Dear Dementia Diary
It was a pretty bad evening at the dementia home and on leaving I decided to walk across at the bridge before going home. I soon realised it would be quite a while before I could walk across that bridge alone again. I had walked more than halfway across the bridge and it took every fibre of mental strength I possessed to complete the walk to the other side. I was terrified, because I ha been possessed by this almost overwhelming, real, physical desire to throw myself off. I don’t know where it came from, because that’s not me. But it was real enough.
Me is: hating a situation and being in a private mental state of despair, but never outwardly panicking: surviving one moment at a time until it passes. The urge to jump was powerful, and I could barely control myself. There was a strong physical part of me that had clearly had enough and considered a one hundred foot terminal drop as an okay thing to do on a nice evening.
It wasn’t over. I had managed to cross the bridge from where the panic attack started and suicide urge had followed. On the other side I had to confront another challenge. My car was back on the other side of the bridge. I had crossed the bridge to feel the wind and to enjoy the view to drive away the trauma of seeing Mam in such a bad way. It had turned into a physical and psychological survival challenge.
I re-crossed the bridge and must have looked a right zombie, moving from one part of the structure to the next holding on for dear life. Interestingly, inside the car I felt no urge to drive the car off. Probably for engineering reasons. I would need a sturdy ramp and a large crane.
I am not sure if I'm dismissing something significant by calling it a panic attack, because if that's what it was then it was pretty complicated panic attack. One for the books. This had nothing to do with hyperventilation and a paper bag.
I used to enjoy walking across the bridge but I will have to lay that delight aside for a while.
When I arrived, I was told that Mam had been okay-ish, which raised my spirits no end. Her Vascular Dementia had temporarily parked itself in a lay-by somewhere. Then she just crashed and collapsed in floods of tears and cries of anguish and agony.
Mam was so distraught I got down on my knees beside her chair and gave her a long hug telling her I loved her too. Then the raspy breathing started and I kept gently pulling her hand away from her chest to try and stop what was obviously building up to a panic attack, reinforced by the rasping breath.
Mam was crying that she wanted to go home and my standard lie of 'We'll wait for my brother to come and pick us up,' didn’t work. But I kept using it because it was the only tool I had left in my dementia management box.
This is the type of hear-breaking event you manage as best as you can. You just hold on as strongly as you can and hope that love can help, because in such terrible circumstances as these that's all you have left to give.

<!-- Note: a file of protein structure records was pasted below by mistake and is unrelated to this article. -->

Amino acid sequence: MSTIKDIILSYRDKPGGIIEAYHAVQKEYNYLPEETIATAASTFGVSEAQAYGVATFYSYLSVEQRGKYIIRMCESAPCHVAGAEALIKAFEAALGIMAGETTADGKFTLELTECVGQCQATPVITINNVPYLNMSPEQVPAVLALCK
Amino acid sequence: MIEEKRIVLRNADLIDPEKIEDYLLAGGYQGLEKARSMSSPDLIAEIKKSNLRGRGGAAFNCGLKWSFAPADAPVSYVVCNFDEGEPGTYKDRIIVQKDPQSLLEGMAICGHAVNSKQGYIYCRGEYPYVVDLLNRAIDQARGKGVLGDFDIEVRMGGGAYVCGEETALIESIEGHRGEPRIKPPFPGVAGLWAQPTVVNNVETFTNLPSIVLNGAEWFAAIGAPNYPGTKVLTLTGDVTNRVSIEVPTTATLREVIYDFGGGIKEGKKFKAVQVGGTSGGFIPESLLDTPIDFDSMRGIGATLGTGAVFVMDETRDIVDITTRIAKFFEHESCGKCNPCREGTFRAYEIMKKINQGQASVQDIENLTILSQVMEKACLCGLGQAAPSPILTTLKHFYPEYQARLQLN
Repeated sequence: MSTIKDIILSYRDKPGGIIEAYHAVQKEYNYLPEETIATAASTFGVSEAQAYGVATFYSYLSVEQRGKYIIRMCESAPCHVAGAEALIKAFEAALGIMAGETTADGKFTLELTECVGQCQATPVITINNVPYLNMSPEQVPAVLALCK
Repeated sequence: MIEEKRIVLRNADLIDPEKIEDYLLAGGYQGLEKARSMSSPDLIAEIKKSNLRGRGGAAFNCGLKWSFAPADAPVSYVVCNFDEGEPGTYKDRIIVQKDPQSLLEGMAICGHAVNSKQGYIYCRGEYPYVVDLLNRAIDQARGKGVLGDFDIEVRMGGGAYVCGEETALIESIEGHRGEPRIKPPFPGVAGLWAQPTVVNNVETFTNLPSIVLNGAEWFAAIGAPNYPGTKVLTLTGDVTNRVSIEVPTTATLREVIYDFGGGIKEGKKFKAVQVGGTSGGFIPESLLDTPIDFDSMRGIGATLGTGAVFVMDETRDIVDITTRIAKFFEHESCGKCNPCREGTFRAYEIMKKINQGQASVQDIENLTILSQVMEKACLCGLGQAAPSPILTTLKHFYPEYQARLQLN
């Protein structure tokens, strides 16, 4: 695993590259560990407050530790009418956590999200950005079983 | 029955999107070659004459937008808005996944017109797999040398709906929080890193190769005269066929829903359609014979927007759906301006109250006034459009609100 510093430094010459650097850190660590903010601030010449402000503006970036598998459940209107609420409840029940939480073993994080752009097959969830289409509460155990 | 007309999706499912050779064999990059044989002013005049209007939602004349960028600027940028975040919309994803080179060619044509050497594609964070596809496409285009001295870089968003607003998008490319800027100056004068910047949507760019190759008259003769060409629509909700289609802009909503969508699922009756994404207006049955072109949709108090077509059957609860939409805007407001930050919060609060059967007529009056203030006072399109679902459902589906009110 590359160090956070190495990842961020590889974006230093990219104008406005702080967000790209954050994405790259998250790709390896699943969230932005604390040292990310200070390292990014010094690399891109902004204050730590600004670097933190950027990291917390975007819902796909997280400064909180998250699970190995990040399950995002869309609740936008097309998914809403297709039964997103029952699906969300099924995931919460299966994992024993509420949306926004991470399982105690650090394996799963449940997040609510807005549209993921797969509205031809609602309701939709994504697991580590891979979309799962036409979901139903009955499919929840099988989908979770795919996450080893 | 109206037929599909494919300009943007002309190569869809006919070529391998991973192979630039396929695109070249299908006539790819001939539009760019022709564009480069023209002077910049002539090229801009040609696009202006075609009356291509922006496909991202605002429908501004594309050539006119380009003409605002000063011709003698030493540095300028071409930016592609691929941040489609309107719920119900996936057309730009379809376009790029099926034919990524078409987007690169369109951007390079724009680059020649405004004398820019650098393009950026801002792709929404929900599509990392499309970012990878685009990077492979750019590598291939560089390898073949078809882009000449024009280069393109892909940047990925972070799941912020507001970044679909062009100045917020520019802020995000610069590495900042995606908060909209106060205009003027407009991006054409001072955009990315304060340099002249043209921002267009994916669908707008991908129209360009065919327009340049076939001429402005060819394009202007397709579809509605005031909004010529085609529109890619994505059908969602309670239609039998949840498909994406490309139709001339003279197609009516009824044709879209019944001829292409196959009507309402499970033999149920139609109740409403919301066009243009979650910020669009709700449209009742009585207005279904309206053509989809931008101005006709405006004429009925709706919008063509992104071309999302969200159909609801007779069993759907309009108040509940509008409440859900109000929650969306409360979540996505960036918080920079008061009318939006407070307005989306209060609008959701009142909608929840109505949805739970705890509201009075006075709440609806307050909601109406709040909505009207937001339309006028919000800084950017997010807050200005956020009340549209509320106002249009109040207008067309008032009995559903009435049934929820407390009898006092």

Once we somehow found our way into a temporary haven Mam's designated dementia carer, Vernon - an absolute bloody saint - asked if I wanted him to fetch the nurse. When Janet arrived Mam was up on her feet and insisting on going home. I wanted to stick her in the car and take her home.
I couldn't care for her and, anyway, I had legally signed her care over to the state and dementia care home, otherwise no-one would legally have taken the responsibility for her care. It would have been kidnap.
Me and Mam, 'Thelma and Louise's less good looking brother'. Runaways from the dementia police.
I told the nurse I was worried that it was an UTI (Urinary Tract Infection) again, because her condition had deteriorated to becoming deeply anxious so quickly. I asked if she could have something to take the edge off her anxiety. I reminded Janet that Mam’s notes said that there was a tablet that she could be given in such distress.
Mam sat down and whispered to me that she had wet herself. She felt so mortified even in the advanced grips of Vascular Dementia. It is a cruel aspect of the different dementia types that a person does not succumb quickly but drifts painfully slowly. That’s not entirely true because some people seem to decline so quickly that the loss to friends and family is immense; however, the dementia patient is embraced by hallucination and delusion and can pass a great of his or her day completely elsewhere.
One absolutely wonderful gentleman still believed he was on the ship on which he used to be the captain. He used walk along the corridors of the home asking if everyone was enjoying the trip and telling them that the sea was quite calm today.
So much is lost, but a great deal remains after the memory fails them badly. There is a great deal of joy to be found, but these moments eventually become disparate islands in a vast sea of pain. You do not know where these islands of calm and delight are, you just hope you are there when your loved on or any dementia patient hits land so that you can share in the joy.